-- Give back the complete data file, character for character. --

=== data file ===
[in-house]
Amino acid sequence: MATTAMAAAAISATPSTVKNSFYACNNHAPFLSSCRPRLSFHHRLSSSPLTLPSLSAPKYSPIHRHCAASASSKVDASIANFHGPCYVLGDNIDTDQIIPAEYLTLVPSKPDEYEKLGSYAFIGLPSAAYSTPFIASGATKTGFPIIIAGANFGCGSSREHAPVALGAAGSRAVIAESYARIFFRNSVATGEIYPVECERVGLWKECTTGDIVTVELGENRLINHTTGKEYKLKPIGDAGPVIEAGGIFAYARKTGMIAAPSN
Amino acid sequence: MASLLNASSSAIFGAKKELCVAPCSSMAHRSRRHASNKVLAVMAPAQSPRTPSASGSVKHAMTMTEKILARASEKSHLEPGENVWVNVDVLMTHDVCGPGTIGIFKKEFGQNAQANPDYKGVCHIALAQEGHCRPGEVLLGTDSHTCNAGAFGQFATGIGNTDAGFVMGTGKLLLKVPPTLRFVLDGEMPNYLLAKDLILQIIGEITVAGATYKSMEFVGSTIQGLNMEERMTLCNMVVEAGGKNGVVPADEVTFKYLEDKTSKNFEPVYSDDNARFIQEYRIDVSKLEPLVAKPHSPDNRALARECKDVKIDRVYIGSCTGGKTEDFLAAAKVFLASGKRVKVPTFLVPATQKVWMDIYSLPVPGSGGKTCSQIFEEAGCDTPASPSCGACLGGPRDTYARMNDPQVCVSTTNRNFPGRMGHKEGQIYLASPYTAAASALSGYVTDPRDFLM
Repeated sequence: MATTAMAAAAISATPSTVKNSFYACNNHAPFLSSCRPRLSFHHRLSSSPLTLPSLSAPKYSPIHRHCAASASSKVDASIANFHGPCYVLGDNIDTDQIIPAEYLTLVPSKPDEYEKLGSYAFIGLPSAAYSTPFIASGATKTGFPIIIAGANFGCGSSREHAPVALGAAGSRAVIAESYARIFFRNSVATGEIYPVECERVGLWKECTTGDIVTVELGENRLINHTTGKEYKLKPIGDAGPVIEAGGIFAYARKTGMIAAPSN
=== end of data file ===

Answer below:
[in-house]
Amino acid sequence: MATTAMAAAAISATPSTVKNSFYACNNHAPFLSSCRPRLSFHHRLSSSPLTLPSLSAPKYSPIHRHCAASASSKVDASIANFHGPCYVLGDNIDTDQIIPAEYLTLVPSKPDEYEKLGSYAFIGLPSAAYSTPFIASGATKTGFPIIIAGANFGCGSSREHAPVALGAAGSRAVIAESYARIFFRNSVATGEIYPVECERVGLWKECTTGDIVTVELGENRLINHTTGKEYKLKPIGDAGPVIEAGGIFAYARKTGMIAAPSN
Amino acid sequence: MASLLNASSSAIFGAKKELCVAPCSSMAHRSRRHASNKVLAVMAPAQSPRTPSASGSVKHAMTMTEKILARASEKSHLEPGENVWVNVDVLMTHDVCGPGTIGIFKKEFGQNAQANPDYKGVCHIALAQEGHCRPGEVLLGTDSHTCNAGAFGQFATGIGNTDAGFVMGTGKLLLKVPPTLRFVLDGEMPNYLLAKDLILQIIGEITVAGATYKSMEFVGSTIQGLNMEERMTLCNMVVEAGGKNGVVPADEVTFKYLEDKTSKNFEPVYSDDNARFIQEYRIDVSKLEPLVAKPHSPDNRALARECKDVKIDRVYIGSCTGGKTEDFLAAAKVFLASGKRVKVPTFLVPATQKVWMDIYSLPVPGSGGKTCSQIFEEAGCDTPASPSCGACLGGPRDTYARMNDPQVCVSTTNRNFPGRMGHKEGQIYLASPYTAAASALSGYVTDPRDFLM
Repeated sequence: MATTAMAAAAISATPSTVKNSFYACNNHAPFLSSCRPRLSFHHRLSSSPLTLPSLSAPKYSPIHRHCAASASSKVDASIANFHGPCYVLGDNIDTDQIIPAEYLTLVPSKPDEYEKLGSYAFIGLPSAAYSTPFIASGATKTGFPIIIAGANFGCGSSREHAPVALGAAGSRAVIAESYARIFFRNSVATGEIYPVECERVGLWKECTTGDIVTVELGENRLINHTTGKEYKLKPIGDAGPVIEAGGIFAYARKTGMIAAPSN